The inverse of the placebo, the nocebo effect, produces rather than mitigates symptoms. Here an inert substance believed to be a “poison” can essentially poison us. More commonly, physicians worry about “suggestibility,” when, for example, a patient insists “if anyone will get that side-effect, it’ll be me.” At the same time, many patients refuse to consider that their “psychology” has anything to do with the symptoms they experience. But if we wish to move away from the notion that the nocebo effect is “all in one’s head,” what then is suggestibility? What accounts for the range of responses in the population to the placebo and nocebo effects?History chronicles the universal desire to stave off illness, to lesser or greater degrees a concern of all cultures. What we now refer to as the placebo effect evolved out of the mythical and magical practices of the shaman. But, with a modern belief system less conducive to shamanism, the “inert” placebo is often viewed as deceptive. Might we yet arrive at an ethical reliance on placebo treatment, both to determine and then harness their evident value in promoting emotional and physical health?

    • 1 hr 41 min
    Populism

    Populism

    ***Due to coronavirus, this roundtable will be hosted virtually.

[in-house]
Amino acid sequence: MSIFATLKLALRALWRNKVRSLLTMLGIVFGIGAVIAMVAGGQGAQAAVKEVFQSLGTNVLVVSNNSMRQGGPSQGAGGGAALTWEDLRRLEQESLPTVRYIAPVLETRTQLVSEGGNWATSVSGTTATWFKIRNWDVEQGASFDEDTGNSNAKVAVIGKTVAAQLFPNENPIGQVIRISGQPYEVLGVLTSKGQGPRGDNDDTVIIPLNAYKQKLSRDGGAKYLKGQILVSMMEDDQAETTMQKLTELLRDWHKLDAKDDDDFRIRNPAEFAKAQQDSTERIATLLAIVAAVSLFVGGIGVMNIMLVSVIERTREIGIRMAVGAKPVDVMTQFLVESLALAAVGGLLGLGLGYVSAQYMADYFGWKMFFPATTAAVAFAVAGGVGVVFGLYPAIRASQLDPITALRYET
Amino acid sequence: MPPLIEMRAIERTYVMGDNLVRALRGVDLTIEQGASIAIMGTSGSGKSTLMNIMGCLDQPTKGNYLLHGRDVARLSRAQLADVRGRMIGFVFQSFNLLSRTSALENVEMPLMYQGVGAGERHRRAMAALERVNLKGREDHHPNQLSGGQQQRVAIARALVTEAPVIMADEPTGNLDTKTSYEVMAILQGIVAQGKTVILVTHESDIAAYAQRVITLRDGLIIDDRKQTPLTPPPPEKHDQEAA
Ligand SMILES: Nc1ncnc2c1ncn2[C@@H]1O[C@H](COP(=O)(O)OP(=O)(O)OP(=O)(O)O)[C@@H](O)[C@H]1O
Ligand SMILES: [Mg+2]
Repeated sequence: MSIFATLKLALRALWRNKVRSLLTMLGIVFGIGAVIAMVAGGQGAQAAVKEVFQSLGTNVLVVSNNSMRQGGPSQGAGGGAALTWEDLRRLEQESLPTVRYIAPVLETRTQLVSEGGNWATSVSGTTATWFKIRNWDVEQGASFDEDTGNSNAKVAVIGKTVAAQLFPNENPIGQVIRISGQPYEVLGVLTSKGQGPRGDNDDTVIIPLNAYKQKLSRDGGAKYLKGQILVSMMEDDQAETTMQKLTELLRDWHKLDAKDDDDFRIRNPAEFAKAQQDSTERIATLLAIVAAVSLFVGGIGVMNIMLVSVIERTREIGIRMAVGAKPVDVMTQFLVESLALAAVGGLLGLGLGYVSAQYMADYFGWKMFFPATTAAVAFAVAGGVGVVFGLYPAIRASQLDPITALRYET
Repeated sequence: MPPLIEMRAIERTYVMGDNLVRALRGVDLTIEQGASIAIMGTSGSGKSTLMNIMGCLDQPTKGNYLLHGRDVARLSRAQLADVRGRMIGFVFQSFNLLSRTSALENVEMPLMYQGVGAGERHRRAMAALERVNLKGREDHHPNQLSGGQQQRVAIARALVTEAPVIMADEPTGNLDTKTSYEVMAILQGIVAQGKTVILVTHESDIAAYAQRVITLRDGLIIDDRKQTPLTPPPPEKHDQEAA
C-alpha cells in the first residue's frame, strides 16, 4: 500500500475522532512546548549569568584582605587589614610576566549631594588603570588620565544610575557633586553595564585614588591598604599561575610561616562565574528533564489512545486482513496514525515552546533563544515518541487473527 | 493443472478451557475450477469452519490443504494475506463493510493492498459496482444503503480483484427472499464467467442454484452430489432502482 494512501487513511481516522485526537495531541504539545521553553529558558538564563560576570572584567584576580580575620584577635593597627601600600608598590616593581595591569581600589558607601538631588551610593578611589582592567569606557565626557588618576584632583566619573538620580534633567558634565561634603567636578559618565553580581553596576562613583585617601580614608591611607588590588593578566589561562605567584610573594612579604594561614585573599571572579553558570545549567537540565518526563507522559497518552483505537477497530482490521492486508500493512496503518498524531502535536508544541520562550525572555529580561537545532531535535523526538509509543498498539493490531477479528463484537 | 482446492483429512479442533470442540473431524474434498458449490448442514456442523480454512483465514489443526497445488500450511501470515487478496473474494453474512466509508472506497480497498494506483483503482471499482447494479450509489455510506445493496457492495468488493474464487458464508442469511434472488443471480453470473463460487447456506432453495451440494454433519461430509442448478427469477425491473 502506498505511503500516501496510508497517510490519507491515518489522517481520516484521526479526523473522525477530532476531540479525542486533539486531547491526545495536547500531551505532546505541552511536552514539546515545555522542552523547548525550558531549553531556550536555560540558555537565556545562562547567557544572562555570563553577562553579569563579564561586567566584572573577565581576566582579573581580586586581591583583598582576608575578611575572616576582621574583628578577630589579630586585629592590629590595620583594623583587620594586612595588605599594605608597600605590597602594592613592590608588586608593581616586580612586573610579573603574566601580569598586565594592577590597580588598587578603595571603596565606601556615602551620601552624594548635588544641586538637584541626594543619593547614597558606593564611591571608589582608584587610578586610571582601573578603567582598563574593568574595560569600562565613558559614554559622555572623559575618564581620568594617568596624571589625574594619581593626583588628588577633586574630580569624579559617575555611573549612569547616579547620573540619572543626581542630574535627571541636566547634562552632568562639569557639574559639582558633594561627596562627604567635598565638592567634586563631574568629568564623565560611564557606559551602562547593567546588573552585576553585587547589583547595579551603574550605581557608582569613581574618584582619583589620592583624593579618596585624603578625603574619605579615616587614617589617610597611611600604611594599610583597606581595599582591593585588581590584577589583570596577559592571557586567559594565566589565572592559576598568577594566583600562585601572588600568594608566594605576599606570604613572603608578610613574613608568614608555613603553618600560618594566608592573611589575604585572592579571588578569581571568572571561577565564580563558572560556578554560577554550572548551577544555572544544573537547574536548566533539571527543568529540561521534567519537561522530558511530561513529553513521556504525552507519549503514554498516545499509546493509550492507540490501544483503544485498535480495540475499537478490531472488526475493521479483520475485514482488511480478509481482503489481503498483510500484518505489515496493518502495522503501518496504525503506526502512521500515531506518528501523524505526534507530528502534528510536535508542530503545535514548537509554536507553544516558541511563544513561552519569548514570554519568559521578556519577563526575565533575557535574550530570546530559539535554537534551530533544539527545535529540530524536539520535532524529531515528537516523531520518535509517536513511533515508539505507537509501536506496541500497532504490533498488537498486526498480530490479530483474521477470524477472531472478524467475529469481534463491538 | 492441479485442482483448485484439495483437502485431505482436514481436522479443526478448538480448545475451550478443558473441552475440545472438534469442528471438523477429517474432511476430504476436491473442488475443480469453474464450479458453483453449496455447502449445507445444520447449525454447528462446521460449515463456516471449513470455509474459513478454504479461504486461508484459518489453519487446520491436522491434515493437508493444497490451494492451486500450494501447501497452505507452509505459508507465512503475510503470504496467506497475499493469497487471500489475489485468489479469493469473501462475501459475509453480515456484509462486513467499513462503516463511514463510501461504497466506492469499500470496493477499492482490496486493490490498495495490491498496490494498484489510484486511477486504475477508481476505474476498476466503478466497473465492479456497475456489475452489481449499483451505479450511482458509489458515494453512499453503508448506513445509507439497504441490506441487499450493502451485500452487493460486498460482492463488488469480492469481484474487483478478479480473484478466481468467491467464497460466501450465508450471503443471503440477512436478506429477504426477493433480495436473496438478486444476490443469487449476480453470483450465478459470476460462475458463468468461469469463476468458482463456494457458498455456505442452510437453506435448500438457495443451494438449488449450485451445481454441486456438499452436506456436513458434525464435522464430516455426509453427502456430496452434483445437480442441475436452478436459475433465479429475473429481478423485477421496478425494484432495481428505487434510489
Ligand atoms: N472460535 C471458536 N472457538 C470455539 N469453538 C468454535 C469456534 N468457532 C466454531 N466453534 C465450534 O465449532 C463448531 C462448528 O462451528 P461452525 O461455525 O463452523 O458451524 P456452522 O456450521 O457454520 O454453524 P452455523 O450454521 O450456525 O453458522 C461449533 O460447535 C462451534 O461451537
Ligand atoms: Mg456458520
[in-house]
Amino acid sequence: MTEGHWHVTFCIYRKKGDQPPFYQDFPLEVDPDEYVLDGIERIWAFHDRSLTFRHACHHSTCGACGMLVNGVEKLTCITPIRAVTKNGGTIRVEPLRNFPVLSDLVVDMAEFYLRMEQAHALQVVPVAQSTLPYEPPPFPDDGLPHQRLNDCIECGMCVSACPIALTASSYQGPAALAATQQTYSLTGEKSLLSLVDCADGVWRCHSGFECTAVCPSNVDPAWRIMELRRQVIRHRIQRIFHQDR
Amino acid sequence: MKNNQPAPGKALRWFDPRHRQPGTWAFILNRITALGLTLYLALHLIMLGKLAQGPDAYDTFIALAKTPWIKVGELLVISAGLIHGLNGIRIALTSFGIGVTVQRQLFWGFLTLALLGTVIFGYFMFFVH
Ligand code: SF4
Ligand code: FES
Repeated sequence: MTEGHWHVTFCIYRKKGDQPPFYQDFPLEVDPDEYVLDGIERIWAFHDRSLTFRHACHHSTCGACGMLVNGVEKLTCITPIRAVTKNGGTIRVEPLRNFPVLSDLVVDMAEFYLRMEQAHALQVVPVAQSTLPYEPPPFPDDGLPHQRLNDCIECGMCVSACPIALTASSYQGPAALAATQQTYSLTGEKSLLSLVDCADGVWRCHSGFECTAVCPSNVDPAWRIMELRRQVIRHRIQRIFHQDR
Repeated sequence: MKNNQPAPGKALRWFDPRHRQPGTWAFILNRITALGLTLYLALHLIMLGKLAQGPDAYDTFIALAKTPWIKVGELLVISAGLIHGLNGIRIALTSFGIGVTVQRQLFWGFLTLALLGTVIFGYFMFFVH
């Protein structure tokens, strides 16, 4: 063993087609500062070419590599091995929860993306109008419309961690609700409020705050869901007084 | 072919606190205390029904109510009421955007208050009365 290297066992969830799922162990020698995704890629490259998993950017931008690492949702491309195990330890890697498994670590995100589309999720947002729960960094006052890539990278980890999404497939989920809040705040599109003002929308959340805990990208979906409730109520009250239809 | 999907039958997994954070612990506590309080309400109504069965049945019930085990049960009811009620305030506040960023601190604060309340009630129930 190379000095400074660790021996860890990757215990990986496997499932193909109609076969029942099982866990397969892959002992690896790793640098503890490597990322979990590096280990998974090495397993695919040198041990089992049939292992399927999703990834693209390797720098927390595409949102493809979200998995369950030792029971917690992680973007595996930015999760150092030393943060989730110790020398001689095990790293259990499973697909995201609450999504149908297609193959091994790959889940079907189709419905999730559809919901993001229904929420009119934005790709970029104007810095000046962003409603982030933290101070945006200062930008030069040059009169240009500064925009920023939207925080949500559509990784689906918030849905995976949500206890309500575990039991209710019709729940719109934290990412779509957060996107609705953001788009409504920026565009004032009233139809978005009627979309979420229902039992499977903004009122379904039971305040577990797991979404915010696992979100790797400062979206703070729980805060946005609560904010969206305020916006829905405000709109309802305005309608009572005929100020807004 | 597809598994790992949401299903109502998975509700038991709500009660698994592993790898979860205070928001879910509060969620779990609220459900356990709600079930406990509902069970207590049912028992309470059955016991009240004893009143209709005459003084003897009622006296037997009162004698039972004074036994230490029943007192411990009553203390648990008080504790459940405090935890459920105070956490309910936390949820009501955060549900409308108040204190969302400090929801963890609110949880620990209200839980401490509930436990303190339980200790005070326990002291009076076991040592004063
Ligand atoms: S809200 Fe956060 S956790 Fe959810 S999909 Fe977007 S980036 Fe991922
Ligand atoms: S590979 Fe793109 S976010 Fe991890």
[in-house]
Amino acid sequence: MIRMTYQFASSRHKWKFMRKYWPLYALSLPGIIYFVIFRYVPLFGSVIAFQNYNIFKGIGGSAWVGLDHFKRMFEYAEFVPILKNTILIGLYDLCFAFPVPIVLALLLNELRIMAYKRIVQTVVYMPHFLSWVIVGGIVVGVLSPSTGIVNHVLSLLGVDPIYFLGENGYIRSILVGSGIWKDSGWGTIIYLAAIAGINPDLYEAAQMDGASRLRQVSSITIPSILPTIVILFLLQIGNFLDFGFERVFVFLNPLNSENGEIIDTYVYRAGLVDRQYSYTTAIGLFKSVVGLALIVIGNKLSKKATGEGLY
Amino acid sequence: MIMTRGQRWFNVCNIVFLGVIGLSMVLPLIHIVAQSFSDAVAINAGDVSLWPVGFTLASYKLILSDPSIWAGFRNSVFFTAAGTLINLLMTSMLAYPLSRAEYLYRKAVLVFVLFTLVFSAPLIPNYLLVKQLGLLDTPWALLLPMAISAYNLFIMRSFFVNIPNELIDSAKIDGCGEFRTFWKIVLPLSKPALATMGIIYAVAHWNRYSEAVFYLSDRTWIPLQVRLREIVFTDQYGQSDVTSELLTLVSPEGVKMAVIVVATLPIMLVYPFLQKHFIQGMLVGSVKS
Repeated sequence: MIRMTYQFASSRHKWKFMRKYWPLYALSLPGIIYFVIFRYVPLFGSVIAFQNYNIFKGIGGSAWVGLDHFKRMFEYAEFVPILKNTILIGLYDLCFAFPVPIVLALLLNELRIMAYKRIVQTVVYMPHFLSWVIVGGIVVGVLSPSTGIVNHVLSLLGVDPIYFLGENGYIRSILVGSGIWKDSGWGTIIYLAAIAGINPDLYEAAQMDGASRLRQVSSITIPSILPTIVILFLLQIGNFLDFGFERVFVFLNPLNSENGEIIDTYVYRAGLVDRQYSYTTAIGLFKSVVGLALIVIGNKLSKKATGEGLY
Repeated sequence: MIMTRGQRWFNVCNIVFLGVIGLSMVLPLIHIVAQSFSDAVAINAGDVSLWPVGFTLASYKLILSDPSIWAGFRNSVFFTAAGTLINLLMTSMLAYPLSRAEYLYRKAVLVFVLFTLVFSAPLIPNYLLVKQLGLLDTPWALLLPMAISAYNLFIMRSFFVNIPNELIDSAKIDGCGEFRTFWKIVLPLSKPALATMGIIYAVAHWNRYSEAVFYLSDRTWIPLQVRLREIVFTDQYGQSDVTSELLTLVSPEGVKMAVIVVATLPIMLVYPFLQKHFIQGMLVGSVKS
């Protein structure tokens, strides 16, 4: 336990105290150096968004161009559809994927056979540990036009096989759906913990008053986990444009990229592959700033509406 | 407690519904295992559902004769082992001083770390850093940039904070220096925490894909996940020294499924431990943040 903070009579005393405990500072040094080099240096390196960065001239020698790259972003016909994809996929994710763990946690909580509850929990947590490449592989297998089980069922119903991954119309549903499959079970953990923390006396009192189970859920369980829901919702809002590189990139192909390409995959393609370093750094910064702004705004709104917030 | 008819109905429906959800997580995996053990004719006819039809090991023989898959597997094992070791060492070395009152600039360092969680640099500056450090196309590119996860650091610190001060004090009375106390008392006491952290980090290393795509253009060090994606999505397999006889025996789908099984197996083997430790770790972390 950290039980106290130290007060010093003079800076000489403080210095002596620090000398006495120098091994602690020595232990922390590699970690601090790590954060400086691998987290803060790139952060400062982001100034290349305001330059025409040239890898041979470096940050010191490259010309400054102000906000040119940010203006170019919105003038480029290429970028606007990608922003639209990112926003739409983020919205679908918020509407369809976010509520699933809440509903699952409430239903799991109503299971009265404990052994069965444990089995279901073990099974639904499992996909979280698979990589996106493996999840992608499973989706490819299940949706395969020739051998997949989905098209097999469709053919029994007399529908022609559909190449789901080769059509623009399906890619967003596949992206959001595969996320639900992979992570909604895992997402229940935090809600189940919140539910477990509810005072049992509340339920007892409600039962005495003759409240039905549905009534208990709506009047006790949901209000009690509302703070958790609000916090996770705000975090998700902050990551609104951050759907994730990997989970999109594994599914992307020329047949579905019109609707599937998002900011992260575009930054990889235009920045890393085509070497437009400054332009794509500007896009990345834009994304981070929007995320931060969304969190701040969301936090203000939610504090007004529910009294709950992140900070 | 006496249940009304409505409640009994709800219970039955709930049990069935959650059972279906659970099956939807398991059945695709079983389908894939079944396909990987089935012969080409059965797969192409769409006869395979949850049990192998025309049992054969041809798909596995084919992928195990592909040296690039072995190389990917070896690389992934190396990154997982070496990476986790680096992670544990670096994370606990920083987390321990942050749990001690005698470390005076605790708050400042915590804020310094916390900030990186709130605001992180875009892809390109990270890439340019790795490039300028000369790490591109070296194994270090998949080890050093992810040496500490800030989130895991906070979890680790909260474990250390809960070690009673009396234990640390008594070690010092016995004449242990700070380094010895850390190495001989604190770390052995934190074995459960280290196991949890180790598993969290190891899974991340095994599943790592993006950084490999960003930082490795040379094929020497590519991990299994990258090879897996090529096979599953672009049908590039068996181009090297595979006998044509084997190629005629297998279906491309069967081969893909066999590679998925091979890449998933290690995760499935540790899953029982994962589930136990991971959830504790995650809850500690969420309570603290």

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    “Had every Athenian citizen been a Socrates, every Athenian assembly would still have been a mob.”



    – James Madison, Federalist Paper No. 10



    Populism refers to the political mobilization of “the people” against a perceived elite caste of professional politicians. And whereas a corps of elected representatives was Madison’s and Hamilton’s buffer against the tyranny of factions, from time to time the political class may come to be viewed as insufficiently attentive to the needs of their constituents and then become the target and nidus that creates a populist movement.



    What causes such mass movements and are they usually kept in check by the designs laid out in the Federalist Papers? What sorts of perceived failures on the part to the ruling class may provoke such movements, and when do these factors lead to right- versus left-wing populism? When do such movements form around notions of nationalism, classism, religion, xenophobia, or domestic oppression? Do anomie, alienation, or social humiliation play a role? What has been the effect of social media in catalyzing populist movements around the globe?

    • 1 hr 45 min
    The Many Minds of Memory

    The Many Minds of Memory

    ***Due to coronavirus, this roundtable will be hosted virtually.